Friday, 21 January 2011

China's economic lessons...

by far too complex for our leaders, no matter what couleur!

I came across Robert Reich's blogpost titled "The Real Economic Lesson China Could Teach Us". It is well worth reading; I am in agreement with what he writes and explains; alone, his conclusions are ending half way into yesterday, only.

China is eating our lunch. Why? It has a national economic strategy designed to create more and better jobs. We have global corporations designed to make money for shareholders.

In reality China is not eating America's lunch, breakfast and dinner, only; it is also having luxury five-course meals three times a day European style; no wonder it faces obesity problems.

For many years, already, it is obvious that China follows a national economic strategy; not much to do with obesity but with ensuring China's direct access to all kinds of resources with an emphasis on land and energy; I keep mentioning this, alone, nobody seems to really care and understand what the enormous amounts of green bonds, green as in greenback, that some see rotting and molding in Chinese bank deposit boxes are buying them; China's  global investment bonanza has already won the race against an ever more hollow Dollar (and EURO) and against the publicly discussed and most amusing fact that the US (and Europe) will never in a million years be re-paying its debts.

"He who laughs last laughs best" must be an old Chinese country lore!?

All this is backing up the Yuan, a currency that most of us still never saw or  touched but which will be the one and only key-currency owned by the one and only super power in the foreseeable future. Chinese national debt is said to be 14% of GDP - sensational in a world where every other country is in high two or far advanced into three digits debts.

Robert Reich sums it up:
Here’s the real story. China has a national economic strategy designed to make it, and its people, the economic powerhouse of the future. They’re intent on learning as much as they can from us and then going beyond us (as they already are in solar and electric-battery technologies). They’re pouring money into basic research and education at all levels. In the last 12 years they’ve built twenty universities, each designed to be the equivalent of MIT.

Their goal is to make China Number one in power and prestige, and in high-wage jobs.

Yes, and the rest is falling behind, far behind; share-holder value tin gods and global strategies for Mr. Neo and Mrs. Lib help(-ed) China long term and accelerate(-d) the sellouts of America and Europe. Distractions that will make the "Made in Germany" or "...US" or "...UK" an essential criteria for defining goods in the antique malls; in short: one producing wealth while the rest produces debts.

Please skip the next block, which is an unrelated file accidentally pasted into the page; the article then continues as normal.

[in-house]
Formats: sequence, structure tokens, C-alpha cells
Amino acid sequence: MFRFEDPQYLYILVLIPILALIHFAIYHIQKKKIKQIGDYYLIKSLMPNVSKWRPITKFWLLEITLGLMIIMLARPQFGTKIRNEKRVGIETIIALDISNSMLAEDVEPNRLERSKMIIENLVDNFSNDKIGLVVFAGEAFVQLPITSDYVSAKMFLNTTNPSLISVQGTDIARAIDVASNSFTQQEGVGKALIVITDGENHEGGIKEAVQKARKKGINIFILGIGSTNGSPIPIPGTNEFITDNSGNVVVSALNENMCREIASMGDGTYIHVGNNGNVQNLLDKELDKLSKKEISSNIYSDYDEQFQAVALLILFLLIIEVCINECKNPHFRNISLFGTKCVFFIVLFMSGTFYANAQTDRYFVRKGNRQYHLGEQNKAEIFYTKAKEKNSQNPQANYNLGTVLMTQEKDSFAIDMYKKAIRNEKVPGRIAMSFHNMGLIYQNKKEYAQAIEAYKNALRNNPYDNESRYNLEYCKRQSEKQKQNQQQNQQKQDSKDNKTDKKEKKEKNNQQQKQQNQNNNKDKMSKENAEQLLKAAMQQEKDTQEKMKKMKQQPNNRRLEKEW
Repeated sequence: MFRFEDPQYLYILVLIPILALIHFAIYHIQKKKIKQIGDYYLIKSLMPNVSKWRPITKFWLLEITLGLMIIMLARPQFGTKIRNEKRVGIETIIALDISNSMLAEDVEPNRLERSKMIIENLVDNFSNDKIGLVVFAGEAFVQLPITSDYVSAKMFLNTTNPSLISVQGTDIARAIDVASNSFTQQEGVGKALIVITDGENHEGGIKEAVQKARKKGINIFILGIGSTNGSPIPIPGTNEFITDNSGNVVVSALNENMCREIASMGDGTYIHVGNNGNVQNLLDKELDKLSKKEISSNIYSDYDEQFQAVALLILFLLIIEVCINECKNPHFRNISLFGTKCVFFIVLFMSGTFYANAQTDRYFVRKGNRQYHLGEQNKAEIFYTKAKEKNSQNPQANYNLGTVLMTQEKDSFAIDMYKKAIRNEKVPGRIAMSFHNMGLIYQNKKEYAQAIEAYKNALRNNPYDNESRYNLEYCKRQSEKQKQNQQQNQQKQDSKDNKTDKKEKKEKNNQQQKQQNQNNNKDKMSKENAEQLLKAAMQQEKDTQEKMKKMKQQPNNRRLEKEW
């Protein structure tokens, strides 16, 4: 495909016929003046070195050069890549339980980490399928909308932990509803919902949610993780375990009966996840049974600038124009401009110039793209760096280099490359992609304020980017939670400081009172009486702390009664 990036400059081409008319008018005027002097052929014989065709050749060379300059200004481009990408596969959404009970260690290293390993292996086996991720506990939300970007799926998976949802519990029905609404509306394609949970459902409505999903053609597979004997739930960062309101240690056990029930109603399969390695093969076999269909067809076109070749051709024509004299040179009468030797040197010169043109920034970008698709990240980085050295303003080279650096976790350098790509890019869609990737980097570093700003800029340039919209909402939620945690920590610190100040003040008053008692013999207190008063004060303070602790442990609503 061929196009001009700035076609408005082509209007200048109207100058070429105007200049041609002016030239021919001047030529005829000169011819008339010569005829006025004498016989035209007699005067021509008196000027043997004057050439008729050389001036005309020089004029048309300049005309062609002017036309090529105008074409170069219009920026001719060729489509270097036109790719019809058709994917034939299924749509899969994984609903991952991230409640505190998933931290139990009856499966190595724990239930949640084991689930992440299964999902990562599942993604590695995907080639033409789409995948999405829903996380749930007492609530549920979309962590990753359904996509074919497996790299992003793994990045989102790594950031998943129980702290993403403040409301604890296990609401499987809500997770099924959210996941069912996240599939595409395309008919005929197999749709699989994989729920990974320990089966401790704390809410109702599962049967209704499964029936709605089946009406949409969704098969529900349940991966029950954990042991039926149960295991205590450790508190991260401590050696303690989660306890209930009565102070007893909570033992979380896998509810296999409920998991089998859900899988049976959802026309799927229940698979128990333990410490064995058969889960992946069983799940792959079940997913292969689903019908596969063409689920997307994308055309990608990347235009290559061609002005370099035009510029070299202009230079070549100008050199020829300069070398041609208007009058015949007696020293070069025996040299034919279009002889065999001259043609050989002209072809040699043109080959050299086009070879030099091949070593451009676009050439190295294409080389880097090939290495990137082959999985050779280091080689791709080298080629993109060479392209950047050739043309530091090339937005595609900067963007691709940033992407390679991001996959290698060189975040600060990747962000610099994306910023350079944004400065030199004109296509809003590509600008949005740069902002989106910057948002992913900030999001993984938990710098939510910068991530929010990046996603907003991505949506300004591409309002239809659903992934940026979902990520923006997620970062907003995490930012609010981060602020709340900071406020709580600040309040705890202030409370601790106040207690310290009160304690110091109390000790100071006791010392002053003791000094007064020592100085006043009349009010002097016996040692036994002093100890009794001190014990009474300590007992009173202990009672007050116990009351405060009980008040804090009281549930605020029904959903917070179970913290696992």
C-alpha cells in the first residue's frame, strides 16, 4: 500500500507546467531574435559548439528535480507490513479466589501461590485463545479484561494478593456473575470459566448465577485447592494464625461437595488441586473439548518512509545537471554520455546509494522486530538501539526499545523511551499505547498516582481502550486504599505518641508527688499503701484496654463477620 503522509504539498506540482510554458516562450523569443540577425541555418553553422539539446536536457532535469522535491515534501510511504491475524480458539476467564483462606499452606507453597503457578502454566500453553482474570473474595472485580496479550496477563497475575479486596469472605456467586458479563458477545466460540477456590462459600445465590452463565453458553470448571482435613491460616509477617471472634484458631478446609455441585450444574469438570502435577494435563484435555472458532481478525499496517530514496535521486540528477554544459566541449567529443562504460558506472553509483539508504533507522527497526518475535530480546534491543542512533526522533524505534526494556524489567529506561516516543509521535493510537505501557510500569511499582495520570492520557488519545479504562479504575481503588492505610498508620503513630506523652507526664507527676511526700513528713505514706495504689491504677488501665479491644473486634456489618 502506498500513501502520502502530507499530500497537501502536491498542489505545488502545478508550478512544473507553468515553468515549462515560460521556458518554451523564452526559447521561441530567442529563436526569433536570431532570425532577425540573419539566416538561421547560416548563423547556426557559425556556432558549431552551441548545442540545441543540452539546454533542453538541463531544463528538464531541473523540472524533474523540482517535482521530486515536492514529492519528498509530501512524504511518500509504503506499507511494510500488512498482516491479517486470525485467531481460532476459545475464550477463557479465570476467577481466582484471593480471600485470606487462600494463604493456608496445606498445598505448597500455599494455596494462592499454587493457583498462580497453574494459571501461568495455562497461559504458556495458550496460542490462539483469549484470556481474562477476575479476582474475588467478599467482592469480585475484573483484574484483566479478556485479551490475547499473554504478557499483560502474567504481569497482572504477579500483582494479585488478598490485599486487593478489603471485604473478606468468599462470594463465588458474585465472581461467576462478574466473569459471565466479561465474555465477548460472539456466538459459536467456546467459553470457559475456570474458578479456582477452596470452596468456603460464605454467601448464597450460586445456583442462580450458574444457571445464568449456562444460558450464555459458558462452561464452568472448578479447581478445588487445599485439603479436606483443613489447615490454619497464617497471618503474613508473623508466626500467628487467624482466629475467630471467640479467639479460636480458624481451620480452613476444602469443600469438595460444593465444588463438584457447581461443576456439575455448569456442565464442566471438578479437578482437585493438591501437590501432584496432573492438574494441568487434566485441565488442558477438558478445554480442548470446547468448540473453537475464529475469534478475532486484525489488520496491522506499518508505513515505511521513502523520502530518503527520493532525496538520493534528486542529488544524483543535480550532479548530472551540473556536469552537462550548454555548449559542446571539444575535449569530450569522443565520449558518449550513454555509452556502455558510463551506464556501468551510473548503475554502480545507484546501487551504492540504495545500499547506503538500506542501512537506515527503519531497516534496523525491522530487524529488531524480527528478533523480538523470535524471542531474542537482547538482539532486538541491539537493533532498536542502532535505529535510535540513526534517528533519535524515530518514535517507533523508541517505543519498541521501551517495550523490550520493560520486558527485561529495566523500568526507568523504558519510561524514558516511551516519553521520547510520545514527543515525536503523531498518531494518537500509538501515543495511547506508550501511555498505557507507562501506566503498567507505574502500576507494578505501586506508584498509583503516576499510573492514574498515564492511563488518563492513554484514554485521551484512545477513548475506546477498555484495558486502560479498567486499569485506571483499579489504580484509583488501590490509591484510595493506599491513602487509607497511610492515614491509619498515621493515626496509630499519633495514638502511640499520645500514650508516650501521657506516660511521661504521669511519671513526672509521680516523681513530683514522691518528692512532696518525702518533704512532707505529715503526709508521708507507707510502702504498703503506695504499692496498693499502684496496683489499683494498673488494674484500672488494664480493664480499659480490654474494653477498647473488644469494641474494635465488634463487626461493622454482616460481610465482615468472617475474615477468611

The dark ages have left China for the West and the East.

Politicians of the darkness, don't you worry; it needed independent intelligence both of which your profession doesn't allow for.

Carpe diem!


soups said...

China’s Innovative Way of Skinning the United States!

Mark Twain is credited with an early use of the clichĂ© "more than one way to skin a cat" in A Connecticut Yankee in King Arthur’s Court, as follows: “she was wise, subtle, and knew more than one way to skin a cat, that is, more than one way to get what she wanted”. defines beggar-thy-neighbor as: an international trade policy of competitive devaluations and increased protective barriers that one country institutes to gain at the expense of its trading partners. Under the guise of fostering ‘indigenous innovation’, the Chinese government has creatively used a non-conventional, subtle version of beggar-thy-neighbor. Its version doesn’t entail the competitive devaluation of its own currency, which would enhance China’s exports and inhibits its trading partners’ exports. China’s version perpetrates an over-valuation of the currencies of one or more of its trading partners. This negatively affects all the trade of the pegged trading partner(s), not just trade with China. During the recent period China pegged its currency to the U.S. Dollar, its version of beggar-thy-neighbor was 8 times as damaging to the U.S. economy as what the media refers to as “China keeping it currency undervalued”.
In November 2003, Warren Buffett in his Fortune, Squanderville versus Thriftville article recommended that America adopt a balanced trade model. The fact that advice advocating balance and sustainability, from a sage the caliber of Warren Buffett, could be virtually ignored for over seven years is unfathomable. Until action is taken on Buffett’s or a similar balanced trade model, America will continue to squander time, treasure and talent in pursuit of an illusionary recovery.

caw rock said...

Some men worship rank,
some worship heroes,
some worship power,
some worship God,
& over these ideals they dispute
& cannot unite;
but they all worship money.

Mark Twain

Anonymous said...

China is just acting for its own good, but it's totally beside the point - it's not about what China does, but the forces in our countries that fostered this development, against us, "their" people, KNOWINGLY.

caw rock said...

Of course, Mr Neo and Mrs. Lib have allowed for all that to happen, but responsibility will never be accounted for.

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